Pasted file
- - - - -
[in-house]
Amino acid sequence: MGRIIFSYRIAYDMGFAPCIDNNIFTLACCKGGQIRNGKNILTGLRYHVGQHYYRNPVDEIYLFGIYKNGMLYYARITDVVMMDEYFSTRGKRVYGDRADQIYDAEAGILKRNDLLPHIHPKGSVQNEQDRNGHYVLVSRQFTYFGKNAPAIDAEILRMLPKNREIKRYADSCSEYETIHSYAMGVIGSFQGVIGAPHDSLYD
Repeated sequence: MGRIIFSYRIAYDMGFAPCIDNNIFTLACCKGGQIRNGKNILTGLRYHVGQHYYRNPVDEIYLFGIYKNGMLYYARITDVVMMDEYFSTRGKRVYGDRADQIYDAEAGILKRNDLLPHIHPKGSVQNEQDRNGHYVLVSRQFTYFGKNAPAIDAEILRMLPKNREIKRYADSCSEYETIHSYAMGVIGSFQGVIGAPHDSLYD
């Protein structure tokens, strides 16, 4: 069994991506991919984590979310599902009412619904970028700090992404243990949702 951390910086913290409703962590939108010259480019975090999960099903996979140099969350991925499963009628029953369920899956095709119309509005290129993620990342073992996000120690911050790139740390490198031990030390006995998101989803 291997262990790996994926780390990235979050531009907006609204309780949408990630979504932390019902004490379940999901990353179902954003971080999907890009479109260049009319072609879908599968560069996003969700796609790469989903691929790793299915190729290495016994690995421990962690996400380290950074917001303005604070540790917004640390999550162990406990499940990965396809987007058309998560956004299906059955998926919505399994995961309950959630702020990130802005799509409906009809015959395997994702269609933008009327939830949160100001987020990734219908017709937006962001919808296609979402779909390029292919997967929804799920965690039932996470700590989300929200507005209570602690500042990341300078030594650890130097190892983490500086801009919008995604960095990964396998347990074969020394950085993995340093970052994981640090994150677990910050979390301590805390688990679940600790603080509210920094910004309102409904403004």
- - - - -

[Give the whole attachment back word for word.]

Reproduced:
[in-house]
Amino acid sequence: MGRIIFSYRIAYDMGFAPCIDNNIFTLACCKGGQIRNGKNILTGLRYHVGQHYYRNPVDEIYLFGIYKNGMLYYARITDVVMMDEYFSTRGKRVYGDRADQIYDAEAGILKRNDLLPHIHPKGSVQNEQDRNGHYVLVSRQFTYFGKNAPAIDAEILRMLPKNREIKRYADSCSEYETIHSYAMGVIGSFQGVIGAPHDSLYD
Repeated sequence: MGRIIFSYRIAYDMGFAPCIDNNIFTLACCKGGQIRNGKNILTGLRYHVGQHYYRNPVDEIYLFGIYKNGMLYYARITDVVMMDEYFSTRGKRVYGDRADQIYDAEAGILKRNDLLPHIHPKGSVQNEQDRNGHYVLVSRQFTYFGKNAPAIDAEILRMLPKNREIKRYADSCSEYETIHSYAMGVIGSFQGVIGAPHDSLYD
């Protein structure tokens, strides 16, 4: 069994991506991919984590979310599902009412619904970028700090992404243990949702 951390910086913290409703962590939108010259480019975090999960099903996979140099969350991925499963009628029953369920899956095709119309509005290129993620990342073992996000120690911050790139740390490198031990030390006995998101989803 291997262990790996994926780390990235979050531009907006609204309780949408990630979504932390019902004490379940999901990353179902954003971080999907890009479109260049009319072609879908599968560069996003969700796609790469989903691929790793299915190729290495016994690995421990962690996400380290950074917001303005604070540790917004640390999550162990406990499940990965396809987007058309998560956004299906059955998926919505399994995961309950959630702020990130802005799509409906009809015959395997994702269609933008009327939830949160100001987020990734219908017709937006962001919808296609979402779909390029292919997967929804799920965690039932996470700590989300929200507005209570602690500042990341300078030594650890130097190892983490500086801009919008995604960095990964396998347990074969020394950085993995340093970052994981640090994150677990910050979390301590805390688990679940600790603080509210920094910004309102409904403004």